What’s a nurdle? A nurdle is a very small pellet of plastic which serves as the key material in the manufacture of plastic products. Countless billions of these small plastic balls are used each year to make nearly all our plastic products.
Accidental spillage and mishandling means that countless nurdles have ended up in our oceans, wreaking havoc on the environment.
Mistaken for food by our marine-life and seabirds, nurdles and other plastics can make animals very sick when ingested.
Did you know that Australia is one of the highest per capita producers of waste in the world? Every year we burn through 18 million tonnes of waste, which affects our birds, seals, whales, turtles and all other marine wildlife. Read more →
The Great Ocean Road coastline relies on the support of community groups and volunteers to keep this breathtaking part of the world sustainable for future generations. This post is a special post from the Friends of the Eagle Rock Marine Sanctuary (FERMS) who look after the sanctuary above and below the surface. Read more →
The iconic Summer by the Sea program is back on the Surf Coast from 2-26 January with an exciting line up of free activities including popular stand-up paddle boarding and fossil hunting activities. Read more →
An increase in fishing waste left illegally on Surf Coast beaches is impacting the environment and the community with one report of a dog swallowing a hook at Anglesea this week.
The Great Ocean Road Coast Committee (GORCC) has noted an increase in hooks, plastic bags, fishing line and other fishing-related waste, particularly in Jan Juc and Anglesea.
GORCC Environmental Projects Coordinator Alex MacDonald said fishing waste not only impacts the coastal environment and marine animals, it is also harmful to beach users and animals.
“This major source of pollution remains on the beach until it is washed directly into the ocean.
“It is disappointing that a small number of individuals don’t respect the very environment they are drawing resources from,” she said.
Ms. MacDonald said that dogs could be drawn to hooks left on the beach, particularly when hooks were surrounded by discarded bait remains such as sardine heads and bones.
“We have one report of a dog swallowing a hook at the Anglesea Main Beach and another report of a near miss,” she said.
While the dog affected by the hook has been given the all clear, the incident serves as a timely reminder for all beach users to discard of waste properly.
“Dispose your rubbish properly and care for the environment you came to enjoy.
“GORCC urges all anglers and fisherman to take responsibility for their fishing waste and consider the safety of humans, pets, sea creatures and the protection of our coastal environment in general,” said Ms.MacDonald.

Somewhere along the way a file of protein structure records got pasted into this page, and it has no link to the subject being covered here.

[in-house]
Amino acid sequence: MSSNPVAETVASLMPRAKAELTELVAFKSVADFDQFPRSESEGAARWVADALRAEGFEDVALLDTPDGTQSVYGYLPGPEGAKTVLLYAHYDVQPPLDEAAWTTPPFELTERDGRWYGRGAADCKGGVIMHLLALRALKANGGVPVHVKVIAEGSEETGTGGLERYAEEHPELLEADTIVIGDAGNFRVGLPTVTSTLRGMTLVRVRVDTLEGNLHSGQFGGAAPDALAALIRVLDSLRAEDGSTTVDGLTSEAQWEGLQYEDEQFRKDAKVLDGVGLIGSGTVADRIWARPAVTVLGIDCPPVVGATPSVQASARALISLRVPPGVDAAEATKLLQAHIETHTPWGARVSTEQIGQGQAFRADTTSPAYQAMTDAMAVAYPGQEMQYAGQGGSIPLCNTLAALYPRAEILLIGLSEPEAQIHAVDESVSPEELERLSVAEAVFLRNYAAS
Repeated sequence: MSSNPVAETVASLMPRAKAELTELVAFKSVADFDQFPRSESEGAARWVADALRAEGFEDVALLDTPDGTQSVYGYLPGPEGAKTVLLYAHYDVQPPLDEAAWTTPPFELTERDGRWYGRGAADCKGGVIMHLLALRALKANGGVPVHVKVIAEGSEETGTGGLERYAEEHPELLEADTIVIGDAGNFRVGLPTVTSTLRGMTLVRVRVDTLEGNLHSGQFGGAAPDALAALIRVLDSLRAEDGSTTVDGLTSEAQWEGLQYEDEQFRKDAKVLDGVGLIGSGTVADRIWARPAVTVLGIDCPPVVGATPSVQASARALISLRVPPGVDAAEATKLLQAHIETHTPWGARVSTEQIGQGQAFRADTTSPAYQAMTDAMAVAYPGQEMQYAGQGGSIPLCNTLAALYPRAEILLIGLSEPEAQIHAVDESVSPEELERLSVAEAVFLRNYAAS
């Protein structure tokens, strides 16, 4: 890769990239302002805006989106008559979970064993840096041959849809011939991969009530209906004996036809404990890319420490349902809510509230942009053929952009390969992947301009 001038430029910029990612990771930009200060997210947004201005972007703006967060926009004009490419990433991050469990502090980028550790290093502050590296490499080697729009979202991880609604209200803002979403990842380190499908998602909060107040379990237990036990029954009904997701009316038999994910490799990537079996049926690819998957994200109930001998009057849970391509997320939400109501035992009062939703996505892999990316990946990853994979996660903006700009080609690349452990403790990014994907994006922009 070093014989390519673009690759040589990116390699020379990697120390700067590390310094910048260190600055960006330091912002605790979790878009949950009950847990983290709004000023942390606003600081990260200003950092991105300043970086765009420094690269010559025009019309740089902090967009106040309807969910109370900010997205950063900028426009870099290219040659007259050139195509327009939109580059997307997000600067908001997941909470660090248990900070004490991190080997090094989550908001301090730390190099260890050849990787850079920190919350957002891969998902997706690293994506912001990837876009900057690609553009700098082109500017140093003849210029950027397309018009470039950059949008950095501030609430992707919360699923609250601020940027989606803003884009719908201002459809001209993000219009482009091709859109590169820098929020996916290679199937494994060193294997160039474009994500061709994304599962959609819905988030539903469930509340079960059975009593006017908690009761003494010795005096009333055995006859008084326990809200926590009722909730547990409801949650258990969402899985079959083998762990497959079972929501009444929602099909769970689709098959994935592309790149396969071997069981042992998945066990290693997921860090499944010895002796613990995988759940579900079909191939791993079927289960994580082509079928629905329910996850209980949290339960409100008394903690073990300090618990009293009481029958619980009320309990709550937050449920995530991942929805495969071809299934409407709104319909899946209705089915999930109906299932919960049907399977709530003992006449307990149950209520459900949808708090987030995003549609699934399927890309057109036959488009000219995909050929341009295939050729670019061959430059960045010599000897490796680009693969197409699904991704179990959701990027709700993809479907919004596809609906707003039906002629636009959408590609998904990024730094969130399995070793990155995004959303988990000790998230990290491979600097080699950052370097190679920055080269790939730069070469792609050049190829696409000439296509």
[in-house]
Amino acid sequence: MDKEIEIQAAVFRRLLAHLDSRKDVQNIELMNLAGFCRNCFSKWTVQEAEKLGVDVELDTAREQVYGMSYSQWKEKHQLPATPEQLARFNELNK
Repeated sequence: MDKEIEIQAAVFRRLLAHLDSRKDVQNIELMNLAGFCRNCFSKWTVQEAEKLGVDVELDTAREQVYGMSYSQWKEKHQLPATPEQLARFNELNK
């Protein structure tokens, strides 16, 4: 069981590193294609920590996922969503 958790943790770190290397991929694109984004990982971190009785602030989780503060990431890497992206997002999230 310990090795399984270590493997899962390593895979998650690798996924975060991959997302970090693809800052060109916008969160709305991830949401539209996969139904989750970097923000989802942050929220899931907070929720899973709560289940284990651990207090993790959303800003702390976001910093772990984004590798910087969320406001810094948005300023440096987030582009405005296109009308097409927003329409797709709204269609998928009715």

New research has confirmed that an invasive species is rapidly adapting to different ecosystems along the coast, allowing it to spread fast and threatening the health of the marine environment.
A team of Deakin University researchers have been studying the Northern Pacific Seastar (Asterias amurensis) in Australia to better understand its potential to expand its geographical range.
The invasive seastar species originates from Japan and is a voracious predator which has a major impact on the marine food chain, devastating marine wildlife.
Deakin University PhD student Mark Richardson has been conducting research to test whether its larvae have the ability to cope with elevated water temperatures, which may determine the seastar’s potential range.
“The experiments have established that Northern Pacific Seastar larvae from Port Phillip Bay have several genetic differences that allow them to adapt to the local environment.
“The same experiments were performed on native Japanese Northern Pacific Seastars to evaluate their genetic profiles and see whether the individuals living in Australia have developed greater tolerance to higher water temperatures.
“The results indicate the Northern Pacific Seastars in Australia have a higher ability to thrive in elevated water temperatures compared to the native Japanese individuals”, Mr Richardson said.
The heightened ability for the seastar to adapt to different water temperatures could pose a threat to the native marine wildlife along the East Coast of Australia.
The Northern Pacific Seastar spreads through ocean currents and could infest waters eastwards from Port Phillip Bay along the coast.
Project leader Dr. Craig Sherman from Deakin University’s School of Life and Environmental Sciences, said the experiments conducted on seastar larvae would improve understanding about this invasive species in Australia.
“From this research we have developed a better understanding about how seastar populations are connected and how this species is adapting and spreading along the coast.
“We are interested in the ecological impacts the seastar is having on marine communities and the rapid evolution the seastar undertakes to survive in the environment,” said Dr Sherman.
The water temperature research will be able to provide information for future marine pest management strategies in Australia.
Marine pests threaten our local marine environments. To find out more about what marine pests to look out for click here.